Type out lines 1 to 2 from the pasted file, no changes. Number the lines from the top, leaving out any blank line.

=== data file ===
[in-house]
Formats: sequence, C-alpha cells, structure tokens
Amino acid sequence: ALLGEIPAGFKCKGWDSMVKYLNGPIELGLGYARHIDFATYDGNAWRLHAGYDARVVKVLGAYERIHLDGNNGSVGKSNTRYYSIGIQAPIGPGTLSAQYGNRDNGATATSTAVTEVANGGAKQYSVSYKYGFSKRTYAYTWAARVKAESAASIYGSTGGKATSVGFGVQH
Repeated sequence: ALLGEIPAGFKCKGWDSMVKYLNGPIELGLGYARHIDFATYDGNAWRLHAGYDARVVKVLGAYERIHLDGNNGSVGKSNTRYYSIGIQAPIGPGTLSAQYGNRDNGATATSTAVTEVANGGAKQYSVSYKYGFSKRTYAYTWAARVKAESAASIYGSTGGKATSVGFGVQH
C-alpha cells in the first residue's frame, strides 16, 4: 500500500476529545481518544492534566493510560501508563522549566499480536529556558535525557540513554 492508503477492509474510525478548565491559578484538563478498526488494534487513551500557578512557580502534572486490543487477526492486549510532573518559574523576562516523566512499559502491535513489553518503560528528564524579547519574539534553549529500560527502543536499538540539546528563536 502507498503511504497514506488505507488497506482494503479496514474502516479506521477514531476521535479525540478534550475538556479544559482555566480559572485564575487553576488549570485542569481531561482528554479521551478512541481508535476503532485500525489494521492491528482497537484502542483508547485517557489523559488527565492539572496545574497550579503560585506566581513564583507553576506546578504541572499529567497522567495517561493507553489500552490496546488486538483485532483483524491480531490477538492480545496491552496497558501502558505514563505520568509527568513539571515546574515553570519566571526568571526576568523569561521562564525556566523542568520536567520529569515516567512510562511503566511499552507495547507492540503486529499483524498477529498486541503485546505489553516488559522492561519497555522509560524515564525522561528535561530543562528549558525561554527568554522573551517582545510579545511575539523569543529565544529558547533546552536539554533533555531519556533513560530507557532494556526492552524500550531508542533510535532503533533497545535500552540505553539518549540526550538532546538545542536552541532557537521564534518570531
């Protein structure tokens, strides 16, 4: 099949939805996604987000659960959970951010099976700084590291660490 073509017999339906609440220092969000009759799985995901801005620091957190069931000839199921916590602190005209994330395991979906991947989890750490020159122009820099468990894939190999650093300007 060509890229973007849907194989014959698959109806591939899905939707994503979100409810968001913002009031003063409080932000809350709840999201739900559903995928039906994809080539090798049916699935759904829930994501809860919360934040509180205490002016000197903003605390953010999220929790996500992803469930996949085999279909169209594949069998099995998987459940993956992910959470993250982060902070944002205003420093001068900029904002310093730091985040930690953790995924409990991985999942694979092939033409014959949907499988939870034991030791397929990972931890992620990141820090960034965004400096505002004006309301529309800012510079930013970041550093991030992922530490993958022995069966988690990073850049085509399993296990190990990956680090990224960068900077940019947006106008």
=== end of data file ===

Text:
[in-house]
Formats: sequence, C-alpha cells, structure tokens